We did this by trying to learn a bit about why each guest was coming and then provide tailored suggestions based on their particular interests. It was clear that people really appreciated this type of personalized locals perspective but it was also one of the most time consuming portions of managing our Airbnb. While life made it difficult to do this for every single guest and we often times slipped up on a long list of suggestions for guests only staying one night, other times I invested hours into asking and then answering questions and providing suggestions for a guest. While I really do think this is a crucial part of being a good host and to our success, I would try to find a way to streamline it in some way if we were to do it again.
The other most important thing in our eyes was the arrival experience. The first 10-20 minutes of a guests experience set the tone for a great stay. We focused on clear directions (with map) and entry access info to make it as easy as possible for a guest to get to, unlock and enter the house. We then left a minimum of a hand written welcome note and flower and if we know the guests are coming late we left some lights on for them. If we learned enough about a guest and felt inspired (and had the time) we tried to track down and leave a little seasonally appropriate gift or local product. One time it was Copperpot Caramels, a few times it was cherries during their harvest, once in a while it was a couple hoppy craft beers or a bottle of wine or cider. My favorite was the time we left all the ingredients for dark chocolate peanut butter cup s’mores with vegan marshmallows and gluten free graham crackers to satisfy the guests dietary restrictions.
This is what made the whole experience fun. We enjoy hosting and tried our best to treat it more like staying at a friend’s place rather than a strangers Airbnb.
You would think that cleaning a tiny house wouldn’t take long but cleaning SHED for ourselves while living in it and cleaning SHED in-between guests are completly different experiences. Missing a hair in the shower or a streak on a wine glass while we were living in the house wasn’t a big deal but doing the same before a guest arrives could set a negative tone for their entire stay.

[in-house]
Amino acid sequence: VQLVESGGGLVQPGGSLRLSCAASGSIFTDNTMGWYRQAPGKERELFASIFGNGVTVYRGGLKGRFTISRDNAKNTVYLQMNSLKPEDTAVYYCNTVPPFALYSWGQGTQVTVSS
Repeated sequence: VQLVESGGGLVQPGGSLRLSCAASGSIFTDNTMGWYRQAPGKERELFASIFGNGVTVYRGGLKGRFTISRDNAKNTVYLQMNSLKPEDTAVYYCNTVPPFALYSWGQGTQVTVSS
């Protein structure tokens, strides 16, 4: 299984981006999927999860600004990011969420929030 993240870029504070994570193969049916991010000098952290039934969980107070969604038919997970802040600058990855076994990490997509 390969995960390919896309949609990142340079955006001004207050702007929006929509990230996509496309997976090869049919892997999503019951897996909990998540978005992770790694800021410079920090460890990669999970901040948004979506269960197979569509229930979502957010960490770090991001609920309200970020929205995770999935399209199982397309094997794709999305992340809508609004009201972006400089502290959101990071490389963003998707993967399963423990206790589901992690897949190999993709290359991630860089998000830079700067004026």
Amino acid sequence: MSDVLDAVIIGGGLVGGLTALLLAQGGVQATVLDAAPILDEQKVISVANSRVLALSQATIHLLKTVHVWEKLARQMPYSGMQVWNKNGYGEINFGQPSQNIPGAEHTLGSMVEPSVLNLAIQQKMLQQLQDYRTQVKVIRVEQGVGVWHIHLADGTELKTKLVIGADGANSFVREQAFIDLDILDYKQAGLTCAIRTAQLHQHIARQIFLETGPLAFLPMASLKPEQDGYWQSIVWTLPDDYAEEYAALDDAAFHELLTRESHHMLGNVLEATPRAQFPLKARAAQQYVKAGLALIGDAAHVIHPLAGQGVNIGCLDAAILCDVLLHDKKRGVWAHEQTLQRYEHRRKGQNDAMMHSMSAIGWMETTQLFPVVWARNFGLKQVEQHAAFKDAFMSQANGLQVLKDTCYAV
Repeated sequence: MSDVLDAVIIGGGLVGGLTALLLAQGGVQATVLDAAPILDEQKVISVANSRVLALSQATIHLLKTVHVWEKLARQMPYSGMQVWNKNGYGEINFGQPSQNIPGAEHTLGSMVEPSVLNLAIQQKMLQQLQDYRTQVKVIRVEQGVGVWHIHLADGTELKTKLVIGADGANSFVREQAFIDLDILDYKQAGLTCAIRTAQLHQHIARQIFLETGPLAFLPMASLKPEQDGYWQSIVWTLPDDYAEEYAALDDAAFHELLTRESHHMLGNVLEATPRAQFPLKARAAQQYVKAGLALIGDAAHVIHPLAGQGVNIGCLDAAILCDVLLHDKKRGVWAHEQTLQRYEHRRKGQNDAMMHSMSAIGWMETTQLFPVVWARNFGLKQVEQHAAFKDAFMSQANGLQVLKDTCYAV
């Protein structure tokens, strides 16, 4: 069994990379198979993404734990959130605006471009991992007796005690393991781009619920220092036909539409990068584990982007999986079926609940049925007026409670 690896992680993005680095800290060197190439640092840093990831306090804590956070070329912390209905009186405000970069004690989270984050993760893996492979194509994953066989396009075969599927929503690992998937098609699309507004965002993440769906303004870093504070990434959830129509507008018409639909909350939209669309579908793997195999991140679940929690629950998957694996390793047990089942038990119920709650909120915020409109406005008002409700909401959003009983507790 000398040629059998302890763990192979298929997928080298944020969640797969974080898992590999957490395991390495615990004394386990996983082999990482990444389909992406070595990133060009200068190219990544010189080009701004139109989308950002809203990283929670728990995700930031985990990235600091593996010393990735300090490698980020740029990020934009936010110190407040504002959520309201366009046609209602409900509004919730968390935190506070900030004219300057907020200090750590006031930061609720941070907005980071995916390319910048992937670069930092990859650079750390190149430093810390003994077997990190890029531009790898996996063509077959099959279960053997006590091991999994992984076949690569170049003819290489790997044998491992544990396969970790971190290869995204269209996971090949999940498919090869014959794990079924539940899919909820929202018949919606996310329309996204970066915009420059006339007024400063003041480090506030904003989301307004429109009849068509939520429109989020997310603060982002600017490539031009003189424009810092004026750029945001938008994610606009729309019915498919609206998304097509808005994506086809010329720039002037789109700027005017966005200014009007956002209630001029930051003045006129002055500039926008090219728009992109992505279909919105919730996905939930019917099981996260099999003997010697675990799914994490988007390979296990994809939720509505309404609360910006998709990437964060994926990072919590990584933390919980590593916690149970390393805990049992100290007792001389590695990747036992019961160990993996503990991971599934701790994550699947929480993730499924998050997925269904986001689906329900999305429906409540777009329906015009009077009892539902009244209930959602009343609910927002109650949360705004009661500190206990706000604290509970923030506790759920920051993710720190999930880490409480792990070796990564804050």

At the beginning it was taking be about 2.5 hours to clean the house which made for a very tight window with a guest check-out time of 11:00am and Aubrin’s nap at 1:30pm. After a month or so I was able to get that time down to around 1.5 hours as I honed in on the optimum strategy and muscle memory added to the efficiency.
And then there would be days when a guest decides to cook fish/fish sauce on the stove top before leaving the other ½ in the fridge and checking out late, resulting in an extremely pungent odor that was impossible to get rid of after four straight hours of trying to air out the house (and multiple ‘air freshening’ methods’). In this instance I had to notify that evening’s guest and explain the circumstances with an apology and pre-emptive invitation to discuss reimbursement if the situation ruined their stay. Despite sleeping with all the windows open that evening to continue to air out the odor, they were very gracious guests and declined any additional remediation.
An Airbnb with a composting toilet!?
I know you want to know because there have been a lot of questions about all aspects of hosting an Airbnb with a composting toilet so I’ll elaborate for a bit below.
If you read our listing it was not a secret that you would be staying in a home with a non-traditional toilet. The feedback on the toilet ranged from a couple mild mentions of odor, to silence (a majority of the guests never spoke of it) to excitement at the novelty of it or the value in trying it out before purchasing one for a future tiny house.
While the couple of guests who mentioned odor didn’t have an unacceptable experience it was still frustrating to hear because Samantha and I used that exact toilet for three years without issue and contend that if used properly it will not smell (keep lid down when not in use, ensure a window is cracked when using exhaust fans in the house so they don’t overpower the small/silent toilet exhaust fan and most importantly ensure that urine is deposited in the front half of the toilet at which point it drains away; a task that requires ALL uses to sit during use, regardless of gender.)
It was important for us to diagnose what was the cause of odor after a guest complaint and every time it was caused by urine in the solids receptacle. The reason for this is that separating liquids and solids is the first and most important step in reducing odor and beginning the composting process. If you mix urine and feces you simply have sewage in a bucket and yea, that is going to smell.